How can I learn to speak with appropriate English accents when reading books aloud? For example, are there simple rules for each accent?

My question is general question, but my application is specific and requires only a good enough attempt; as of now (currently reading "the Secret Garden") my accents are all over the place and inconsistent from page to page.

closed as off topic by simchona, Alenanno, z7sg Ѫ, Mitch, Alain Pannetier Φ Aug 17 '11 at 14:31

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  • While there are certain rules that define each accent, I think these are fairly obvious and intuitive if you listen to someone with that accent talk for a few minutes. To train yourself to talk that way is a much harder task -- such a thing would usually require a vocal coach! – Jeremy Aug 17 '11 at 6:51

There is actually a book/CD set called Accents: A Manual for Actors that is a wealth of information on different accents, from native speaker regional accents to foreign accents. It does an amazing job of explaining how to physically produce those accents. It's geared towards native English speakers, but I see no reason it wouldn't be helpful to someone actively trying to lose a foreign accent.


summary: keep trying, keep listening.

I think this is actually a fairly interesting question, to which there is both a simple, and a complicated answer.

The complicated answer is that to fully understand how different accents work, you need to study linguistics, and phoenetics. Many rules for speaking with a certain accent can depend on relatively simple things like changing the pronunciation of basic vowel or consonant sounds. For example water, when pronounced with a New Zealand accent sounds more like warder, and converting "t" to "d" can be effective at approximating this accent for many words.

However relatively complex things like the structure of individual syllables in the words you are pronouncing can also have an effect. For example with a New Zealand accent, neither of the "t" sounds in trait would be converted to a "d". The first "t" would be pronounced as in British English, and the second "t" would be cut off so it would sound something like trai' when pronounced alone.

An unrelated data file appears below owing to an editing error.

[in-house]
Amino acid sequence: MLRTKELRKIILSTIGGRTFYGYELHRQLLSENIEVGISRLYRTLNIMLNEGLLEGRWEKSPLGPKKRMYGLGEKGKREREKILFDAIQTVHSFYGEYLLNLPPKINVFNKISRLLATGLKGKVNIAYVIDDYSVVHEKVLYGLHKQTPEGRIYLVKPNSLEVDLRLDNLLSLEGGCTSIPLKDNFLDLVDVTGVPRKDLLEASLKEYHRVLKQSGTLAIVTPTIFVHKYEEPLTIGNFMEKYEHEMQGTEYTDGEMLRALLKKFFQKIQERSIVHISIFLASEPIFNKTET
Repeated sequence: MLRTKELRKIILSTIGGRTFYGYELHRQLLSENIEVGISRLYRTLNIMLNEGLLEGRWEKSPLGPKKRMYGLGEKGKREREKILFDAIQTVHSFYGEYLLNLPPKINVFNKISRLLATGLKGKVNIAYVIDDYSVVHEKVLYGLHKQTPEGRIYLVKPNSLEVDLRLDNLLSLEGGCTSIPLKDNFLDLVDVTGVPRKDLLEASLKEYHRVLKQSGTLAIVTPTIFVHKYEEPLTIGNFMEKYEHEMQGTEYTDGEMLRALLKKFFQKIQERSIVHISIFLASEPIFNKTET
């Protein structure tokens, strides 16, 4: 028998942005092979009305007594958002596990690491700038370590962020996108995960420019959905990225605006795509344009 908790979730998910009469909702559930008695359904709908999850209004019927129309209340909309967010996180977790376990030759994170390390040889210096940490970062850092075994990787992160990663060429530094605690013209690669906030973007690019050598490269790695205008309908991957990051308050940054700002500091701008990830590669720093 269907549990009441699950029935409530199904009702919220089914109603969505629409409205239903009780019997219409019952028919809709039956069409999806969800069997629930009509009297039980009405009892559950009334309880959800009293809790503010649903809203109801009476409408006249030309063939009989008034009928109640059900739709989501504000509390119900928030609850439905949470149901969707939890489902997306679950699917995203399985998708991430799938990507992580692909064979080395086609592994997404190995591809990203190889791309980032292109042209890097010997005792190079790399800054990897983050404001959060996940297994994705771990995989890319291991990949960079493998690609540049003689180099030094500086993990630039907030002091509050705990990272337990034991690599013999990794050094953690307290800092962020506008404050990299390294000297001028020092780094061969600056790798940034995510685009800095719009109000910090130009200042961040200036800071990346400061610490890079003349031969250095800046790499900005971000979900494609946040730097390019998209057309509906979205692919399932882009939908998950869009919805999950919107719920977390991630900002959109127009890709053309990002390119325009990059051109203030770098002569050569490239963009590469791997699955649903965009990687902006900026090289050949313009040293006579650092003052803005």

Also changes depend not only on the accent you are trying to approximate but also on differing accepted pronunciations of specific words, such as the difference between American and British pronunciations of tomato, which can be said as "tom-aa-to" or "tom-ay-to", and is mostly specific to this word.

The simple answer is that the best way to learn to use different accents is to try, while listening to yourself. If you can hear that you are pronouncing words inconsistently, then you are already half-way to learning to change your accent consistently :). Keep trying to read in different accents out loud, try recording yourself and playing it back, and compare with native accents whenever possible.

As Jeremy and esperisto say, the most important thing is to gain an intuitive understanding of what particular accents sound like when spoken natively. And as it happens, people are pretty good at this. When moving to another country, I've found it's actually pretty hard to stop your own accent from changing to imitate the locals.


You need input rather than output, so listen is important. If you want to speak with British accent, you should listen some audio books in British accent, eg. Shakespeare's Sonnet, and other British author's works.

  • 2
    There is no one British accent. – simchona Aug 17 '11 at 8:13

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